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SOE to top of Bedrock & Dewatering

SOE to top of Bedrock & Dewatering

SOE to top of Bedrock & Dewatering

I'm looking at a project that requires excavation to about 25 feet depth over an area of about 20,000 sf, with bedrock at higher than the target depth (let's say rock at 20 feet on average). Groundwater is at about 5 feet. For this scenario, I'm anticipating temporary SOE would be installed to the top of rock (tied back, braced or pinned for stability).

Do you expect that the contractor would find sheet piling to be a good option here? They would not seal at the interface of the sheets/rock (it is hard rock and rock is sloping). So there would be seepage through the sheets/rock interface, as well as whatever seepage through the interlocks.

Also, would it be appropriate to install wellpoints or deep wells for this condition? Would the wells typically go into the bedrock or would they terminate right at the bedrock surface?

The bedrock is mostly RQD~80%, but one of five cores had an anomalous 20% RQD. Add to this that if it is determined to used controlled blasting to remove the rock, there will likely be additional rock fracturing that will increase seepage through the rock.


RE: SOE to top of Bedrock & Dewatering

In my area, well points are typically installed to the top of rock with deep wells used in the rock (sedimentary limestone - very porous). Depth of 25' is pretty much the limit for single-stage vacuum well points. Because the water table profile is lowest at the location of each well point, deep wells will almost certainly be required to keep the water table below 25' over the entire excavation.

IMHO, sheet piling is not practical for an excavation that large. Expect significant leakage where the sheet pile tip meets the rock.

For our electric generating station projects we had to dewater for a 20'+ excavation (well points and deep wells) several acres for over 1 1/2 years. No sheet piling used.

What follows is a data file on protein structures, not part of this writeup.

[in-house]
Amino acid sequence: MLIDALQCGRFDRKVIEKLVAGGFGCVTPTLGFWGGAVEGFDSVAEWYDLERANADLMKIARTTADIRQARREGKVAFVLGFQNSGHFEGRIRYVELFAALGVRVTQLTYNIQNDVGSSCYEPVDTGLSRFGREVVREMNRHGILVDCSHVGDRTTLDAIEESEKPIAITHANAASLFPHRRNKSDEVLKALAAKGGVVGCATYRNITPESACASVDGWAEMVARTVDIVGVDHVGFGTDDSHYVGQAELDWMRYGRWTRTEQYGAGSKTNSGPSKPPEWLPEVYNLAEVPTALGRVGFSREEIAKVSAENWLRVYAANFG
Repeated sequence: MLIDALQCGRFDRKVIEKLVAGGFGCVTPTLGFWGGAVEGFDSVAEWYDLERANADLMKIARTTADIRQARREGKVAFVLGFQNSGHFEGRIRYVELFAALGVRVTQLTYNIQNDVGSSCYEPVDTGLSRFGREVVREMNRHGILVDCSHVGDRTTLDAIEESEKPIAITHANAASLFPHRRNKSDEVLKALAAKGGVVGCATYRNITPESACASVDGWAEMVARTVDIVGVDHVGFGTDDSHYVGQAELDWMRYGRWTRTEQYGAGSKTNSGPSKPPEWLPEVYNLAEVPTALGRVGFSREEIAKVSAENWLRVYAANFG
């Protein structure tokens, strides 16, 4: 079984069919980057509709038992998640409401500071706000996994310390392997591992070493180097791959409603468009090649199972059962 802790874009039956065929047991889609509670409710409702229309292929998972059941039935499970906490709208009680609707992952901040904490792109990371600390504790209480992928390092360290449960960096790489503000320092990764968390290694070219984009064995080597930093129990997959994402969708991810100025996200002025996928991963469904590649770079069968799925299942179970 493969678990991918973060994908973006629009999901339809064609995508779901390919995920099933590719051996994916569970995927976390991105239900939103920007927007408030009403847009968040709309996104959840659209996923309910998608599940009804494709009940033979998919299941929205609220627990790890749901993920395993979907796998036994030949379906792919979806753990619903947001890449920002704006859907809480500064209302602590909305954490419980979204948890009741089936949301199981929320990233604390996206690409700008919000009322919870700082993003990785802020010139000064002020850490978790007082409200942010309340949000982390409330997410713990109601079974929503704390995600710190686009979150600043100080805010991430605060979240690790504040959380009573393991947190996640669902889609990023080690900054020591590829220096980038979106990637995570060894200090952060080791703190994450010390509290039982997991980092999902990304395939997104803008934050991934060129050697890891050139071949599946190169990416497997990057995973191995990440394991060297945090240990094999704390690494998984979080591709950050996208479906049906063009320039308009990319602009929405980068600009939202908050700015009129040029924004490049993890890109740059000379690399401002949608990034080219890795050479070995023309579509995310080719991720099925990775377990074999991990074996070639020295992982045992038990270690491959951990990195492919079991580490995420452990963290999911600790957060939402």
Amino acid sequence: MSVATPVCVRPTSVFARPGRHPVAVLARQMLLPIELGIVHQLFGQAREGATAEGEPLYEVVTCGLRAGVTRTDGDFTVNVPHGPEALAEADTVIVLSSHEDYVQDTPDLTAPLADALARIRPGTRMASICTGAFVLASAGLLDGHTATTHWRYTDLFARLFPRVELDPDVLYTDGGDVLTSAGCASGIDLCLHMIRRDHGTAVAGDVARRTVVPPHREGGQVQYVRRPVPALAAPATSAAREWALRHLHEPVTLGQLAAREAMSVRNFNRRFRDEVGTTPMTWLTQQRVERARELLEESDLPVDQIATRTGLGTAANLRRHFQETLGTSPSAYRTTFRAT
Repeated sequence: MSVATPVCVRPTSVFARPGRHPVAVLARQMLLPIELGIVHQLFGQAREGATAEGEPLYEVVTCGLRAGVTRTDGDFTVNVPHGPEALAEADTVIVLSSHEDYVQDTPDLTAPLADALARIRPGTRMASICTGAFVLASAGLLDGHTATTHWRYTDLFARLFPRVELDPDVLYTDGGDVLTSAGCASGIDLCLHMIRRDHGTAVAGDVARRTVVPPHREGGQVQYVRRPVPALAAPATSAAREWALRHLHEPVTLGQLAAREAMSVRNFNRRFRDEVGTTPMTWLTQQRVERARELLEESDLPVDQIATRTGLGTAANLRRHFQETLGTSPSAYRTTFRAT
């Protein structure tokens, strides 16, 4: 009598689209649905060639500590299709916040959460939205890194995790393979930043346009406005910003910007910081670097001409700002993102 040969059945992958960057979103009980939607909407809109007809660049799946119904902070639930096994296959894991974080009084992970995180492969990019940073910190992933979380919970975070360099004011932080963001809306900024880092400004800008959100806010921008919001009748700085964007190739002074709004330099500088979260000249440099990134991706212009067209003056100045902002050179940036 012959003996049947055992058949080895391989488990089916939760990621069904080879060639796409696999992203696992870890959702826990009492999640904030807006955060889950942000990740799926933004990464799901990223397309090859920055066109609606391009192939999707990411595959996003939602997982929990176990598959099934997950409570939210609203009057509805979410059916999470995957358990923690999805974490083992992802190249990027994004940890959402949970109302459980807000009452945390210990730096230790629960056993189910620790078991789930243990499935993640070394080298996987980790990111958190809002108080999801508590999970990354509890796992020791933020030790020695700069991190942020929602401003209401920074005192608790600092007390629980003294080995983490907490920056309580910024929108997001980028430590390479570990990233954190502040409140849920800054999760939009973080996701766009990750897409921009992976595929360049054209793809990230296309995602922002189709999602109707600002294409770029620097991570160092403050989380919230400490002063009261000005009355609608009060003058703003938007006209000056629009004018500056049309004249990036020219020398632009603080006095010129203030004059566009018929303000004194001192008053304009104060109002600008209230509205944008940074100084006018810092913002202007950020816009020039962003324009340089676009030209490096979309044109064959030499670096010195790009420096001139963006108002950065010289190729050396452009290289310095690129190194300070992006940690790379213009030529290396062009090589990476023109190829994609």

Dewatering can affect neighboring properties, we had problems with that. Consider your consequences if this happens.

RE: SOE to top of Bedrock & Dewatering

Thank you SlideRuleEra. So it sounds like your suggestion on a better approach than sheets would be open cut with a robust dewatering system, while considering/managing the effects of drawdown on neighboring properties.

RE: SOE to top of Bedrock & Dewatering

BNGeo - Yes, an open cut has advantages.

Not much you can do to mitigate nearby potential problems. Just common sense, dewater as small an area, to as shallow a depth, for the shortest time practical. It may not be necessary to dewater to the initial full depth for the duration. As work progresses, consider decreasing depth of ground water removed... if appropriate. Also make sure proper insurance is in place.

For a large area dewatering (like your project), usually best to require dewatering to take place 24/7... except for short downtime for necessary maintenance.

Consider reviewing a contractor's dewatering plan to see if necessary wells, piping, pumps, etc. do not interfere with his or others work areas. Pay special attention to how the extracted ground water discharge is handled.

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